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The carbon footprint of everyday objects

Did you know that making a 1 kg hard cheese generates 12 kg of CO2?

Did you know that making a 1 kg hard cheese generates 12 kg of CO2*? Inconceivable, right? All the objects and many of our everyday activities generate more CO2 than we had thought and this is why we have to start thinking beyond mere appearance to ask ourselves where those objects come from and how they get to use or what effect our daily activities have.

Making a 1 Kg hard cheese generates 12 Kg of CO2Curiously, 1kg of hard cheese, apparently 'innocent' in terms of carbon footprint, generates such a large amount of CO2 especially because it comes from cow's milk and let's not forget that livestock farming is one of the largest emitters of GHG (Greenhouse Gases) today since the methane gas it also emits in large quantities is 23 times more potent than CO2. In total, 1 kg of cheese generate the same amount of CO2 as a car travelling for 6 km or the same as producing 12 kg of carrots. Solutions? Choose a softer cheese made with less milk and always buy what we will use, without excess.

For another completely everyday object, such as a mobile phone, just two minutes' daily use produces 47 kg of CO2 per year and an hour a day could produce the scandalous figure of 1,250 kg per year. If we take into account that there were 6 billion mobile telephones around the globe in 2012, and that 7 billion are forecast for 2013, it is clear that we need to reduce how we use them. Curiously, texting creates less CO2 than a voice call.

Bearing in mind that practically everything we use, eat and do throughout the day produces CO2 with the subsequent impact on the atmosphere and planet, the first and most urgent solution is undoubtedly cutting back on consumption. In some instances, such as cheese, you can choose the aforementioned solution or opt for a cheese from animals that produce lower GHG emission (such as goats for example), but the saying is always self-fulfilling: the more we consume, the more of the planet's resources we use, the more movement in production and distribution we generate, with the subsequent rise in CO2 emission figures. Cut back, cut back and cut back again, and think twice about the alternatives to everything we purchase and to the activities we are used to. This is currently the key we have closest at hand and the simplest way to limit our carbon footprint on the planet.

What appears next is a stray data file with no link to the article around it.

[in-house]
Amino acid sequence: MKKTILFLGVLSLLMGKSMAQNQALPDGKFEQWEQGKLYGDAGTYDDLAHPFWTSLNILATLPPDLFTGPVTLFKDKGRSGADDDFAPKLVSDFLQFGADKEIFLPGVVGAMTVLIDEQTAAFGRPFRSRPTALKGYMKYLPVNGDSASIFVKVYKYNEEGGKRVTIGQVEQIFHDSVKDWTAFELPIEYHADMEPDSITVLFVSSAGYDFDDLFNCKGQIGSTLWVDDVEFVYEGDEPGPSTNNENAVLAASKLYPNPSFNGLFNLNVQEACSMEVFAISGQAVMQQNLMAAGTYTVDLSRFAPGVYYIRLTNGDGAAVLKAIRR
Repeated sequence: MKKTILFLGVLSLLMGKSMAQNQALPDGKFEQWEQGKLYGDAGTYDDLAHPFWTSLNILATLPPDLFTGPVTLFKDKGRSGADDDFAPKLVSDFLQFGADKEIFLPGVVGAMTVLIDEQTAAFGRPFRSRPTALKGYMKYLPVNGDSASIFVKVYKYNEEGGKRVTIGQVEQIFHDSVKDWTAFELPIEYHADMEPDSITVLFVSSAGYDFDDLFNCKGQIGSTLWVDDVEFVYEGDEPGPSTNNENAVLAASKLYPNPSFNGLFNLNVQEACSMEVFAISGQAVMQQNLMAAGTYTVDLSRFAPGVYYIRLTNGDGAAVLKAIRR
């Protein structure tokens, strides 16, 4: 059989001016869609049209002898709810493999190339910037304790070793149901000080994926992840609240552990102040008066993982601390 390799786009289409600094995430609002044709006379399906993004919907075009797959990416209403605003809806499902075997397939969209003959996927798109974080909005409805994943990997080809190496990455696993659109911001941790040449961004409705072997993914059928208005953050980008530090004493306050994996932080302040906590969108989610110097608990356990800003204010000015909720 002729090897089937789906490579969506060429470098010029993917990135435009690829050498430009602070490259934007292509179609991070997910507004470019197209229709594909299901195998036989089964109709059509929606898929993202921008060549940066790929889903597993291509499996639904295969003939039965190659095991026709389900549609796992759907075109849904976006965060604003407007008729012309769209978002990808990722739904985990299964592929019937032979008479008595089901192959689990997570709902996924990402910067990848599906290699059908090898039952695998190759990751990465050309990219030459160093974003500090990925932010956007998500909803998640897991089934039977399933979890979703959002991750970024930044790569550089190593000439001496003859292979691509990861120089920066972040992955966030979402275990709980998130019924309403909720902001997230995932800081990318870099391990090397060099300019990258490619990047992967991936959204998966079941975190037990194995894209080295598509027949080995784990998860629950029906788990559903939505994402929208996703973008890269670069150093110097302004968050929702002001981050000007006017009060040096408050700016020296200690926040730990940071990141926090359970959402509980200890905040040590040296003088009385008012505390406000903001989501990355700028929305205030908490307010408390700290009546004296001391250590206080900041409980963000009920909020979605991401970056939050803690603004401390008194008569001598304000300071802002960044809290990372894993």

We inform you from time-to-time on the everyday activities and objects that surround us and how these contribute to a greater or lesser extent to the carbon footprint we leave on the planet so that together we can implement a shift in attitudes and awareness that helps us build a more sustainable world.

*CO2 production figures source: Book ‘How Bad are Bananas? The Carbon Footprint of Everything.’Mike Berners Lee. Profile Books.

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